Renewables surge in new Australian energy data despite political inertia

As the country's politicians continue to back fossil fuels, including the Morrison government’s expensive Kurri Kurri gas plant, its energy market moves towards green sources.

Renewables provided five times more power to Australia’s largest energy grid than gas in 2021 and reached record high usage in all mainland states, according to new research from the Climate Council. Gas fell to its lowest usage level in the National Electricity Market (NEM) in more than 15 years despite almost no change in electricity demand, said the council on Thursday, providing just 1.5 percent of NSW’s power in the year. 

The findings come despite the approval of a widely-criticised gas-fired power station in the Upper Hunter by the Federal government just this week, which will cost $600 million for taxpayers. While gas releases half the emissions of coal when burned, its production processes produce fugitive emissions that contribute vast amounts of methane to the atmosphere, which warms it around 80 times more than carbon dioxide. Climate Council Senior Researcher Tim Baxter says the Coalition’s ‘gas-fired recovery’ makes ‘zero commercial sense’ when solar, wind and batteries are making electricity prices cheaper than they have been in almost a decade. 

“Gas is expensive, polluting, and diminishing in importance and relevance as the rest of the world moves towards net zero, and our own states and territories rapidly roll-out large-scale renewable energy and storage,” said Climate Councilor and energy expert Greg Bourne.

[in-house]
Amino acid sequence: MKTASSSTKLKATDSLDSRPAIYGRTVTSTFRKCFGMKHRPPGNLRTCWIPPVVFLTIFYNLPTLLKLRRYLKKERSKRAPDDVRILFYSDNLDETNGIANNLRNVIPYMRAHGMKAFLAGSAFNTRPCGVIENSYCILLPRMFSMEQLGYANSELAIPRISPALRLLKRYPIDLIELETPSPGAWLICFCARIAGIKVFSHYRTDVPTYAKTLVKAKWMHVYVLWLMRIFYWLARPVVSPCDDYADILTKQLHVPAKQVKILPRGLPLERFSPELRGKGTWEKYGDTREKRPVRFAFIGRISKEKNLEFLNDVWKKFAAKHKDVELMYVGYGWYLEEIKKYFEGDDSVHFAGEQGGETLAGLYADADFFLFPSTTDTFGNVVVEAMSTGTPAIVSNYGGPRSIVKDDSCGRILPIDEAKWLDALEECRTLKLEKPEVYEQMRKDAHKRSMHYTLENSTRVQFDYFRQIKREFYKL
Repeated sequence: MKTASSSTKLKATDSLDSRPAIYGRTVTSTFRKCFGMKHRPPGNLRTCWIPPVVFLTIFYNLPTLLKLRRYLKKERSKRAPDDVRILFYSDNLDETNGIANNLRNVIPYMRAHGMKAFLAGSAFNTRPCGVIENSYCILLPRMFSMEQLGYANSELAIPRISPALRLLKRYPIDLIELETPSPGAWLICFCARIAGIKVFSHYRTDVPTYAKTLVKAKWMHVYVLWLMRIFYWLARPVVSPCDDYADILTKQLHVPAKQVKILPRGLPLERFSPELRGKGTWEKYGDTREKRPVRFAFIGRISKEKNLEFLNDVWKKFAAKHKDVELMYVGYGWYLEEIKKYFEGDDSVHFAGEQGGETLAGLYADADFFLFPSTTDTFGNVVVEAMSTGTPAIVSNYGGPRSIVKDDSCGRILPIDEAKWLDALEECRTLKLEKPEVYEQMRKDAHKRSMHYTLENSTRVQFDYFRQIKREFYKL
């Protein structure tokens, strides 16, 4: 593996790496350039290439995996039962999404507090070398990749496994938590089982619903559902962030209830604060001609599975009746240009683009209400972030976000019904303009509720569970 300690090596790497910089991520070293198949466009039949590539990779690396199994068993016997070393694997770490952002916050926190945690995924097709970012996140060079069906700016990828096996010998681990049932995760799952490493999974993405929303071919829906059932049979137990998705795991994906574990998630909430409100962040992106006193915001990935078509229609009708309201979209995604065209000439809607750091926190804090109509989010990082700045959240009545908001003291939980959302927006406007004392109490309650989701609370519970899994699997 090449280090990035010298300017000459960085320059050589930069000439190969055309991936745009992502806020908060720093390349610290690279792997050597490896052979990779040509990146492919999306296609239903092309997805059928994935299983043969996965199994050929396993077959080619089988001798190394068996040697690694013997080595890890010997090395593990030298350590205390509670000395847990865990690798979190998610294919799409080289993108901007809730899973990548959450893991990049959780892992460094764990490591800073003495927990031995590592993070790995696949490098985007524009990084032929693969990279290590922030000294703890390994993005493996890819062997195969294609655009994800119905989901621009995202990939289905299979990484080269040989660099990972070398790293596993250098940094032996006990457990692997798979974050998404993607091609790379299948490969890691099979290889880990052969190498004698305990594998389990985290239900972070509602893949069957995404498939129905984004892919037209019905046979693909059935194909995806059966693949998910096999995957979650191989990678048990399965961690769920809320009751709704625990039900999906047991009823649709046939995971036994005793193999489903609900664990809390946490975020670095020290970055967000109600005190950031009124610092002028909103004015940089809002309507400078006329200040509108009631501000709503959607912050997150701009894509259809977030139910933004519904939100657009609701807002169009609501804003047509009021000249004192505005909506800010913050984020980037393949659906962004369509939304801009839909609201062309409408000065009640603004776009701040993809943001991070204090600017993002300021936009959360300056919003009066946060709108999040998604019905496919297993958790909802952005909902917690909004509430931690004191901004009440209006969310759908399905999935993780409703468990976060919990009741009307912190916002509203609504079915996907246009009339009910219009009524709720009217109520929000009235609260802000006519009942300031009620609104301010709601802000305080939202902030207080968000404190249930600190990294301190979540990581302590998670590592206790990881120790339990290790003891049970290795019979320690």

Labor also backed the Kurri Kurri plan earlier this week, under the condition it be powered by 30% hydrogen by the time it is operational. According to USyd Enviro Officer Tiger Perkins, this is driven by the fact the largest political donors to both the ALP and Coalition each year are fossil fuel companies, totalling around $1.3 million in 2020’s financial year. 

Experts from Victoria University have highlighted that a plant running on 30% hydrogen would not only be a wasteful use of hydrogen, but require the expensive reconstruction of the plant itself, whose turbines are designed to accommodate a maximum 15% of hydrogen.

“The Labor party, in an attempt to catch moderate-liberal and centre-right votes, has the apparent strategy of doing everything the liberal party does but just 1-5% more left-wing so as not to lose swing voters positioned between the two major parties,” says Perkins. “The result, however, is that Labor appears unwilling to take a strong stance on any issue, be it social or economic.” 

Energy giant AGL also announced it will bring forward the closure of two of its biggest coal plants by at least three years this week, responding to market shifts towards renewable sources of electricity. In an earnings statement to the ASX on Thursday, the company, recently named Australia’s biggest polluter, revealed a 41% reduction in underlying-profit-after-tax on the same time last year, totalling $194 million. 

AGL says it will shut the Loy Yang A coal-fired power station in Victoria’s East and the Bayswater station in NSW’s Hunter Valley at least three years ahead of schedule, between 2030 and 2035. But environmental groups have been quick to slam the closures as not coming soon enough, as renewables drive electricity prices down.

Building plans for Kurri Kurri will be delayed until after the federal election this year.